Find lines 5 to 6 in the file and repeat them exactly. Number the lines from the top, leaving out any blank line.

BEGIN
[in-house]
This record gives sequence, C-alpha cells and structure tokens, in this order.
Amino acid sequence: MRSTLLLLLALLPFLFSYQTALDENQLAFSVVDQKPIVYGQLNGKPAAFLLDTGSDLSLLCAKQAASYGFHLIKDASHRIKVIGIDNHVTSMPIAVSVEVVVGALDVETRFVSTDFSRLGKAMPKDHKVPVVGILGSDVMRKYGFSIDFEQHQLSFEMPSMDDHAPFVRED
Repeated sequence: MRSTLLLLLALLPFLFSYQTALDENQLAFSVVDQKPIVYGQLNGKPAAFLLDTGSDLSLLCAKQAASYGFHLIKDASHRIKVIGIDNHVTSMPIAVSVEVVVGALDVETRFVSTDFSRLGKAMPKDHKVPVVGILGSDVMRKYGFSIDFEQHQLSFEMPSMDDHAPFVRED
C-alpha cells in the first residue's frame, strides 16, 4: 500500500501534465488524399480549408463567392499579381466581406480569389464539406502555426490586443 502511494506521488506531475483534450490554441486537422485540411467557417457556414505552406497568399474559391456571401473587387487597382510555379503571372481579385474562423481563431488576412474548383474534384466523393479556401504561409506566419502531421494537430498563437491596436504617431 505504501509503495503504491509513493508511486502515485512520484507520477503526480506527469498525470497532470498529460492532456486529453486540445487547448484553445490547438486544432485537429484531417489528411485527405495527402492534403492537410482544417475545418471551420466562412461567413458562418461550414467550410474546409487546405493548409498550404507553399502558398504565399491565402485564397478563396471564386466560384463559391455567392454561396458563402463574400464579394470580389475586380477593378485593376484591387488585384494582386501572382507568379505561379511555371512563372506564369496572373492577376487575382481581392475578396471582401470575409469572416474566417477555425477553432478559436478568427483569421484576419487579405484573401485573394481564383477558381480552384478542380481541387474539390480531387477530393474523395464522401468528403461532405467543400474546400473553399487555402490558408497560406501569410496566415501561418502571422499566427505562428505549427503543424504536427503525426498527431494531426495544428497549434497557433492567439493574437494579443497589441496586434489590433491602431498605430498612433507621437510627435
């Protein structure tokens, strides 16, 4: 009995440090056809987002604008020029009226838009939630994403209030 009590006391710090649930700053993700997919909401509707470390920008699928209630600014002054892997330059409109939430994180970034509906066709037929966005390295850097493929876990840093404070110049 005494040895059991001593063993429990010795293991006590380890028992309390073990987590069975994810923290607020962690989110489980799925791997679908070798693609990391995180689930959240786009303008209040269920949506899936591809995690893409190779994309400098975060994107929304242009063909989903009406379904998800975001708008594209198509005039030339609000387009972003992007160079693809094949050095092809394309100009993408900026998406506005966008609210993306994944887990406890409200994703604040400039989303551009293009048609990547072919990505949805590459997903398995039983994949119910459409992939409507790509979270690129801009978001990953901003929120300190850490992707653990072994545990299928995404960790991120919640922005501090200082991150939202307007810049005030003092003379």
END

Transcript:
C-alpha cells in the first residue's frame, strides 16, 4: 500500500501534465488524399480549408463567392499579381466581406480569389464539406502555426490586443 502511494506521488506531475483534450490554441486537422485540411467557417457556414505552406497568399474559391456571401473587387487597382510555379503571372481579385474562423481563431488576412474548383474534384466523393479556401504561409506566419502531421494537430498563437491596436504617431 505504501509503495503504491509513493508511486502515485512520484507520477503526480506527469498525470497532470498529460492532456486529453486540445487547448484553445490547438486544432485537429484531417489528411485527405495527402492534403492537410482544417475545418471551420466562412461567413458562418461550414467550410474546409487546405493548409498550404507553399502558398504565399491565402485564397478563396471564386466560384463559391455567392454561396458563402463574400464579394470580389475586380477593378485593376484591387488585384494582386501572382507568379505561379511555371512563372506564369496572373492577376487575382481581392475578396471582401470575409469572416474566417477555425477553432478559436478568427483569421484576419487579405484573401485573394481564383477558381480552384478542380481541387474539390480531387477530393474523395464522401468528403461532405467543400474546400473553399487555402490558408497560406501569410496566415501561418502571422499566427505562428505549427503543424504536427503525426498527431494531426495544428497549434497557433492567439493574437494579443497589441496586434489590433491602431498605430498612433507621437510627435
């Protein structure tokens, strides 16, 4: 009995440090056809987002604008020029009226838009939630994403209030 009590006391710090649930700053993700997919909401509707470390920008699928209630600014002054892997330059409109939430994180970034509906066709037929966005390295850097493929876990840093404070110049 005494040895059991001593063993429990010795293991006590380890028992309390073990987590069975994810923290607020962690989110489980799925791997679908070798693609990391995180689930959240786009303008209040269920949506899936591809995690893409190779994309400098975060994107929304242009063909989903009406379904998800975001708008594209198509005039030339609000387009972003992007160079693809094949050095092809394309100009993408900026998406506005966008609210993306994944887990406890409200994703604040400039989303551009293009048609990547072919990505949805590459997903398995039983994949119910459409992939409507790509979270690129801009978001990953901003929120300190850490992707653990072994545990299928995404960790991120919640922005501090200082991150939202307007810049005030003092003379």